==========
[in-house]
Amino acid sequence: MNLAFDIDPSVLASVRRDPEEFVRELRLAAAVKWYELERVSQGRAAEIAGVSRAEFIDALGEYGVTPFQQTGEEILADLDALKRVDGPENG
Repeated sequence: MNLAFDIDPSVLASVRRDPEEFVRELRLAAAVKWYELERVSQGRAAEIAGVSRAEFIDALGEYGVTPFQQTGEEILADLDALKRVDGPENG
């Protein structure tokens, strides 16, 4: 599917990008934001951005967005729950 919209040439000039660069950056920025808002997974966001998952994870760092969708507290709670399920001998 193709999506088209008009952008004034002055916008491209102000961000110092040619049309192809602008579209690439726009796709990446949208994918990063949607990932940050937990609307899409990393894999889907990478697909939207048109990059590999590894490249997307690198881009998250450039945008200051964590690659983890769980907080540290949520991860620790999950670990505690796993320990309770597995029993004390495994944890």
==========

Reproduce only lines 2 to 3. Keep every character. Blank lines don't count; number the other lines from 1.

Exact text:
Amino acid sequence: MNLAFDIDPSVLASVRRDPEEFVRELRLAAAVKWYELERVSQGRAAEIAGVSRAEFIDALGEYGVTPFQQTGEEILADLDALKRVDGPENG
Repeated sequence: MNLAFDIDPSVLASVRRDPEEFVRELRLAAAVKWYELERVSQGRAAEIAGVSRAEFIDALGEYGVTPFQQTGEEILADLDALKRVDGPENG